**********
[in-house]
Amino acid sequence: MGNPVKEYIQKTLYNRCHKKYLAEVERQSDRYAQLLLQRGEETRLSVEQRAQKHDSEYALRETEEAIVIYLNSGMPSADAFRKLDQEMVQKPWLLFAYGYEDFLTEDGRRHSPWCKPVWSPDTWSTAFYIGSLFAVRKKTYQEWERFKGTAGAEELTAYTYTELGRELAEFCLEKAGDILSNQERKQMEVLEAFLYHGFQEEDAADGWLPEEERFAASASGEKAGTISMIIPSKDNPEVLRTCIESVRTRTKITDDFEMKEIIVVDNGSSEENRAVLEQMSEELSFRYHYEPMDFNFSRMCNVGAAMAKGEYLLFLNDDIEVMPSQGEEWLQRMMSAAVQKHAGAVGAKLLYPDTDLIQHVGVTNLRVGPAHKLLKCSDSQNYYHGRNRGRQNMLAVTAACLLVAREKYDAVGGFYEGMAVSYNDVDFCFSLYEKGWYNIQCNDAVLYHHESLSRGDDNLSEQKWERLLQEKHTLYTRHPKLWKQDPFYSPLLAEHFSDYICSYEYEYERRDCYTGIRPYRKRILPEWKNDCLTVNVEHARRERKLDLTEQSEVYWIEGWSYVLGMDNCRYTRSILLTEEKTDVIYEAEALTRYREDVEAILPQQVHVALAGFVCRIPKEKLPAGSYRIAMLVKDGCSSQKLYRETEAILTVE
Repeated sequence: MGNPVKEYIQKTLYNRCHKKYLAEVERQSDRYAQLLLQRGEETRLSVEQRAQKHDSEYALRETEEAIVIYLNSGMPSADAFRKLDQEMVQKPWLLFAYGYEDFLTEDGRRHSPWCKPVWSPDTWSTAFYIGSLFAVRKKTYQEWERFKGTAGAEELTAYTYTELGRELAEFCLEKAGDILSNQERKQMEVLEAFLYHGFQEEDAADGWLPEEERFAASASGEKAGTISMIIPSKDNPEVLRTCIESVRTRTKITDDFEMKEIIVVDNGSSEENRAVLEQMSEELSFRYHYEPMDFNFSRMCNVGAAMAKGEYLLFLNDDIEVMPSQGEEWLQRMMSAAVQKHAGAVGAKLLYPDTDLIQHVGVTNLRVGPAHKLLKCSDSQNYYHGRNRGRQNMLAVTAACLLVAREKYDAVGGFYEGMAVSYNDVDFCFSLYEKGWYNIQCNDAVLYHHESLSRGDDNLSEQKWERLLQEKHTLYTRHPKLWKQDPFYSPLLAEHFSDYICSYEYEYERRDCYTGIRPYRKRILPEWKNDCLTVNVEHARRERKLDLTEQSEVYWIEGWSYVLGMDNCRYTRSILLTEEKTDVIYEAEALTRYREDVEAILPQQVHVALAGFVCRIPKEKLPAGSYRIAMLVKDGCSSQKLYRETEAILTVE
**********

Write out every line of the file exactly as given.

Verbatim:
[in-house]
Amino acid sequence: MGNPVKEYIQKTLYNRCHKKYLAEVERQSDRYAQLLLQRGEETRLSVEQRAQKHDSEYALRETEEAIVIYLNSGMPSADAFRKLDQEMVQKPWLLFAYGYEDFLTEDGRRHSPWCKPVWSPDTWSTAFYIGSLFAVRKKTYQEWERFKGTAGAEELTAYTYTELGRELAEFCLEKAGDILSNQERKQMEVLEAFLYHGFQEEDAADGWLPEEERFAASASGEKAGTISMIIPSKDNPEVLRTCIESVRTRTKITDDFEMKEIIVVDNGSSEENRAVLEQMSEELSFRYHYEPMDFNFSRMCNVGAAMAKGEYLLFLNDDIEVMPSQGEEWLQRMMSAAVQKHAGAVGAKLLYPDTDLIQHVGVTNLRVGPAHKLLKCSDSQNYYHGRNRGRQNMLAVTAACLLVAREKYDAVGGFYEGMAVSYNDVDFCFSLYEKGWYNIQCNDAVLYHHESLSRGDDNLSEQKWERLLQEKHTLYTRHPKLWKQDPFYSPLLAEHFSDYICSYEYEYERRDCYTGIRPYRKRILPEWKNDCLTVNVEHARRERKLDLTEQSEVYWIEGWSYVLGMDNCRYTRSILLTEEKTDVIYEAEALTRYREDVEAILPQQVHVALAGFVCRIPKEKLPAGSYRIAMLVKDGCSSQKLYRETEAILTVE
Repeated sequence: MGNPVKEYIQKTLYNRCHKKYLAEVERQSDRYAQLLLQRGEETRLSVEQRAQKHDSEYALRETEEAIVIYLNSGMPSADAFRKLDQEMVQKPWLLFAYGYEDFLTEDGRRHSPWCKPVWSPDTWSTAFYIGSLFAVRKKTYQEWERFKGTAGAEELTAYTYTELGRELAEFCLEKAGDILSNQERKQMEVLEAFLYHGFQEEDAADGWLPEEERFAASASGEKAGTISMIIPSKDNPEVLRTCIESVRTRTKITDDFEMKEIIVVDNGSSEENRAVLEQMSEELSFRYHYEPMDFNFSRMCNVGAAMAKGEYLLFLNDDIEVMPSQGEEWLQRMMSAAVQKHAGAVGAKLLYPDTDLIQHVGVTNLRVGPAHKLLKCSDSQNYYHGRNRGRQNMLAVTAACLLVAREKYDAVGGFYEGMAVSYNDVDFCFSLYEKGWYNIQCNDAVLYHHESLSRGDDNLSEQKWERLLQEKHTLYTRHPKLWKQDPFYSPLLAEHFSDYICSYEYEYERRDCYTGIRPYRKRILPEWKNDCLTVNVEHARRERKLDLTEQSEVYWIEGWSYVLGMDNCRYTRSILLTEEKTDVIYEAEALTRYREDVEAILPQQVHVALAGFVCRIPKEKLPAGSYRIAMLVKDGCSSQKLYRETEAILTVE